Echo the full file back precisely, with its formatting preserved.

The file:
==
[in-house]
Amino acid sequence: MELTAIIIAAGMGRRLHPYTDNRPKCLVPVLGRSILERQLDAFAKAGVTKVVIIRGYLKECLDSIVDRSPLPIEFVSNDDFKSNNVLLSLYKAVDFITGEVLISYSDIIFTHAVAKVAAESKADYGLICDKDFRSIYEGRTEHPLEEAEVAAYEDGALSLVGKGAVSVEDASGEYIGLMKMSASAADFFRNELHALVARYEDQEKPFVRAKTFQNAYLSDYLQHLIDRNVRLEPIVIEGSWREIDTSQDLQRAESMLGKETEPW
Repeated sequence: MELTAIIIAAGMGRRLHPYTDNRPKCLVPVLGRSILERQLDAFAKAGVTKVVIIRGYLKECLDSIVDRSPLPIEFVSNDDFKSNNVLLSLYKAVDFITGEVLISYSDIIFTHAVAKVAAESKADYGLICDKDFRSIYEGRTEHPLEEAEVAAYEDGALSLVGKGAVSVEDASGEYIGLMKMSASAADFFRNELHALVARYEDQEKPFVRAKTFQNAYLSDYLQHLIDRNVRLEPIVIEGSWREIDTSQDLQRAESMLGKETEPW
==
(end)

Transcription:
[in-house]
Amino acid sequence: MELTAIIIAAGMGRRLHPYTDNRPKCLVPVLGRSILERQLDAFAKAGVTKVVIIRGYLKECLDSIVDRSPLPIEFVSNDDFKSNNVLLSLYKAVDFITGEVLISYSDIIFTHAVAKVAAESKADYGLICDKDFRSIYEGRTEHPLEEAEVAAYEDGALSLVGKGAVSVEDASGEYIGLMKMSASAADFFRNELHALVARYEDQEKPFVRAKTFQNAYLSDYLQHLIDRNVRLEPIVIEGSWREIDTSQDLQRAESMLGKETEPW
Repeated sequence: MELTAIIIAAGMGRRLHPYTDNRPKCLVPVLGRSILERQLDAFAKAGVTKVVIIRGYLKECLDSIVDRSPLPIEFVSNDDFKSNNVLLSLYKAVDFITGEVLISYSDIIFTHAVAKVAAESKADYGLICDKDFRSIYEGRTEHPLEEAEVAAYEDGALSLVGKGAVSVEDASGEYIGLMKMSASAADFFRNELHALVARYEDQEKPFVRAKTFQNAYLSDYLQHLIDRNVRLEPIVIEGSWREIDTSQDLQRAESMLGKETEPW